A Guide to Summer Camp PreparednessCamp, whether it’s a day camp or sleepaway camp may offer parents a much needed break from kid-wrangling over the summer. Camp usually also becomes a wonderful experience for kids, too; but getting through that first day drop off can be challenging for both kids and parents. Here’s how to make sure your journey to camp goes as smoothly as possible.

Ask Questions: An experienced camp program will have an extensive FAQ and/or will have no problem talking to parents with questions. If you have questions or concerns, don’t be shy: write them down, and ask away until you feel comfortable.

Pack Right and Light: When it comes to packing especially for an extended sleepaway camp don’t wing it. To ensure your little camper will have everything he or she might need, follow the program’s recommendations before striking out on your own. Resist the urge to overpack or to include things “just in case.” It’s likely that the camp has many of those “just in case” items available.

Consult your Camper: Preparing for camp involves getting mentally ready, too. Even kids who may end up liking camp could be reluctant at first to go. Start talking to your child early about camp to ease them into the idea. Let them help with preparation and packing so they feel a part of the process. Ask your child what he or she is most nervous about, and then talk through some solutions to those scenarios.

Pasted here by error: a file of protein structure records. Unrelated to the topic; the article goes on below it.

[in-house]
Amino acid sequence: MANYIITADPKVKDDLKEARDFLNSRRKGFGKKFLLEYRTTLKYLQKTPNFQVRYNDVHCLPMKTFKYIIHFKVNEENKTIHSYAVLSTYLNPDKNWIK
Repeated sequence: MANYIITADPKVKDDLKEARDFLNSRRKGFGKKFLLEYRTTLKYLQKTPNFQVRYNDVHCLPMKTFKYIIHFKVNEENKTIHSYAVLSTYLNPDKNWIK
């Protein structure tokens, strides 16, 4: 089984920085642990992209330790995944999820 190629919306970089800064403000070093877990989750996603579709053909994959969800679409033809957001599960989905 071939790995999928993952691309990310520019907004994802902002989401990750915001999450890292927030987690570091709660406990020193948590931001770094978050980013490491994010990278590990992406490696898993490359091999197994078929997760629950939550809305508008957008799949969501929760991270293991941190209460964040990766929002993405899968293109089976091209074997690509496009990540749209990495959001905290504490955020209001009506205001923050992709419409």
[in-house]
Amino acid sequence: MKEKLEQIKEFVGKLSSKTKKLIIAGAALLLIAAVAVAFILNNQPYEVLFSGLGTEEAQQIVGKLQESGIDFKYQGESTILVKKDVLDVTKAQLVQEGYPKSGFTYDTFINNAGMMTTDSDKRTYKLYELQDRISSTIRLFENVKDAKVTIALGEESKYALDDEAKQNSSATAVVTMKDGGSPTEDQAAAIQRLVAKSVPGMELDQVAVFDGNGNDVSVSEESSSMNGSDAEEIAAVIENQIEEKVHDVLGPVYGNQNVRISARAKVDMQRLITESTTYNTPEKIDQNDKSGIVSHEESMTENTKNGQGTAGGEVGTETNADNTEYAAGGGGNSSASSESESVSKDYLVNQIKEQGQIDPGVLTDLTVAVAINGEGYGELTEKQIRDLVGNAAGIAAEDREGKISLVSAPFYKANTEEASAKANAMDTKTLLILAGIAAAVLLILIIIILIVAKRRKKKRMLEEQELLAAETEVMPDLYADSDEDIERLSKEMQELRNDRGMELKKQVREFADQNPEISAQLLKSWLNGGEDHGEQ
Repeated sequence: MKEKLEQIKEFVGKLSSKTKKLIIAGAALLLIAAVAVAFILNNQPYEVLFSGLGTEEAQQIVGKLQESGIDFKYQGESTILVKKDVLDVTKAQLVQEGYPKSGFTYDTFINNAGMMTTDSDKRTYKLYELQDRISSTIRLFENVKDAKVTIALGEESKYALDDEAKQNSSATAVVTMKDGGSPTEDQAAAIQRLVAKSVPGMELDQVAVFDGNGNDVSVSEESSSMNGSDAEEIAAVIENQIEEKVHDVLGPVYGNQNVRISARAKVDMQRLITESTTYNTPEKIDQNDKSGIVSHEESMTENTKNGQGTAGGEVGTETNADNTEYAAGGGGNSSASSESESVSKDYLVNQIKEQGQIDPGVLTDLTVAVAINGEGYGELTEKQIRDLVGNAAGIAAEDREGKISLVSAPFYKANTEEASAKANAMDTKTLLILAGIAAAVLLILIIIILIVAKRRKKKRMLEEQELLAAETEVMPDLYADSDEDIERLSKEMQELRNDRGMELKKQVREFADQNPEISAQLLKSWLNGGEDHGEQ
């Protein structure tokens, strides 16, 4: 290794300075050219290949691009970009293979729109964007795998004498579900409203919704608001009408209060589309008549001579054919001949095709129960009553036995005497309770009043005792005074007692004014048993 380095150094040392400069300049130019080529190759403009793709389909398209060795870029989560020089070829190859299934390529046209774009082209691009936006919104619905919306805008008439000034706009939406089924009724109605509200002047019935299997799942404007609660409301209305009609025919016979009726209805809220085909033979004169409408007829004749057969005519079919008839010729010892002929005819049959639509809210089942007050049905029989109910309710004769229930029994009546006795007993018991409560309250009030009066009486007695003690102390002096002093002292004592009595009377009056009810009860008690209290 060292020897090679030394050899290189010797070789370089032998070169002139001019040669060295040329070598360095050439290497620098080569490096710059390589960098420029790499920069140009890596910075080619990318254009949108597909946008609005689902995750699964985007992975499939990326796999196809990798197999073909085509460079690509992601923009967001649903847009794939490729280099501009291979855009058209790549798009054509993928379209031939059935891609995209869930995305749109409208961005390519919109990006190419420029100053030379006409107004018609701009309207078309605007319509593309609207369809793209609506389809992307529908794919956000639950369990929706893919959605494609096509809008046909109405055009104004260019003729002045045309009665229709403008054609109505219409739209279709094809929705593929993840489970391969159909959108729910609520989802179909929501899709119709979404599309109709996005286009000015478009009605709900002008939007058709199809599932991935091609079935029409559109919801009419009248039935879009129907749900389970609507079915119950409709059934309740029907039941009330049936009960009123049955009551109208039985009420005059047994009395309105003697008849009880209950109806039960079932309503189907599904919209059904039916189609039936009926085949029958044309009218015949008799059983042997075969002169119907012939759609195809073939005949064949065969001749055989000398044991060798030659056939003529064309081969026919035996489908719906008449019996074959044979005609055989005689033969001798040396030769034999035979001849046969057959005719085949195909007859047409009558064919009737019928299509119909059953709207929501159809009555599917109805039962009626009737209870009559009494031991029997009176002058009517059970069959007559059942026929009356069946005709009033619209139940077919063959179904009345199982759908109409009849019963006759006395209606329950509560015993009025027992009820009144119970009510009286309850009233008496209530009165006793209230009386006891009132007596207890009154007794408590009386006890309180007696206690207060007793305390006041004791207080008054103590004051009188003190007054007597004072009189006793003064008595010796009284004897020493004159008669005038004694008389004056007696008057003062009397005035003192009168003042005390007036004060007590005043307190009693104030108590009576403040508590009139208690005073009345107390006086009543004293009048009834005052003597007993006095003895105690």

Plan for Safe Play: Ease your mind by packing or making sure your child’s camp has proper safety equipment (like life vests, helmets, etc.) appropriate to the activities they offer. Make sure your child has sturdy shoes, sunblock and bug spray, and that they know what to do in an emergency.

Give a Heads Up on Health (and Other) Concerns: Just because a child has a health condition doesn’t mean they shouldn’t go to camp. But it can make the experience a little more high stakes and stressful for both you and your child. Communicate with camp organizers about your child’s condition, and teach your child to self-advocate if he or she is having a medical incident. Similarly, the American Camp Association of New England suggests that you let program directors know about any other significant issues your child is having (like recent trauma, mental illness, etc.), to ensure camp staff can more effectively work with your child.

Project Success: Your child is looking to you for cues about how to respond to this new, exciting experience. If you let them know you think they can do it and that they’re going to have a great time, they’re more likely to think that, too. Let them know that there may be a few challenges, but nothing they can’t handle.

Prepare (Yourself) for Departure: Just like that first day you dropped them off at daycare or kindergarten, expect that on that first drop off, there will probably be some protesting or tears, even from slightly older children. And don’t think it’s going to be easy for you, either! Experts recommend that parents keep goodbyes short and sweet, and save their own meltdowns for the car.

Finally, be sure to make good use of the time away from your children. Have a night out, get some extra sleep, or indulge in a massage or extra workouts. Whatever you do, don’t spend it worrying the kids will be back before you know it.

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